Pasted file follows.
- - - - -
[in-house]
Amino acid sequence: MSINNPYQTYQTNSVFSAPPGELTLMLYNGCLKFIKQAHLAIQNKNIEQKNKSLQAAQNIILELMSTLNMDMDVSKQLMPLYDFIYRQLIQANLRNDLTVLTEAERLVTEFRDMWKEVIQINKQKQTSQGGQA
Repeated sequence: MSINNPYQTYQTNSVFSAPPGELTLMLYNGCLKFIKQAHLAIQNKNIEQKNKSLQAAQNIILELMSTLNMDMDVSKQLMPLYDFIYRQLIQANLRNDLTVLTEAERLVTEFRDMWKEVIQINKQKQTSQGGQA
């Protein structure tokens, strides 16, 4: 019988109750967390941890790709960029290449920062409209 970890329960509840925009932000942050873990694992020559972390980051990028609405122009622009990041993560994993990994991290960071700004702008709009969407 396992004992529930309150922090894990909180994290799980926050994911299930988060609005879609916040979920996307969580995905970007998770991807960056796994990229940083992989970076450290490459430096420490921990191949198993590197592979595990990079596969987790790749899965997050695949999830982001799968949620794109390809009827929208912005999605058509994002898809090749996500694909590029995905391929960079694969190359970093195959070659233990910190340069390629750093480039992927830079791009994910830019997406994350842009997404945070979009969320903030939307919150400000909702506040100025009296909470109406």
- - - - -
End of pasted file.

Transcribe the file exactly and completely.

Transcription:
[in-house]
Amino acid sequence: MSINNPYQTYQTNSVFSAPPGELTLMLYNGCLKFIKQAHLAIQNKNIEQKNKSLQAAQNIILELMSTLNMDMDVSKQLMPLYDFIYRQLIQANLRNDLTVLTEAERLVTEFRDMWKEVIQINKQKQTSQGGQA
Repeated sequence: MSINNPYQTYQTNSVFSAPPGELTLMLYNGCLKFIKQAHLAIQNKNIEQKNKSLQAAQNIILELMSTLNMDMDVSKQLMPLYDFIYRQLIQANLRNDLTVLTEAERLVTEFRDMWKEVIQINKQKQTSQGGQA
């Protein structure tokens, strides 16, 4: 019988109750967390941890790709960029290449920062409209 970890329960509840925009932000942050873990694992020559972390980051990028609405122009622009990041993560994993990994991290960071700004702008709009969407 396992004992529930309150922090894990909180994290799980926050994911299930988060609005879609916040979920996307969580995905970007998770991807960056796994990229940083992989970076450290490459430096420490921990191949198993590197592979595990990079596969987790790749899965997050695949999830982001799968949620794109390809009827929208912005999605058509994002898809090749996500694909590029995905391929960079694969190359970093195959070659233990910190340069390629750093480039992927830079791009994910830019997406994350842009997404945070979009969320903030939307919150400000909702506040100025009296909470109406």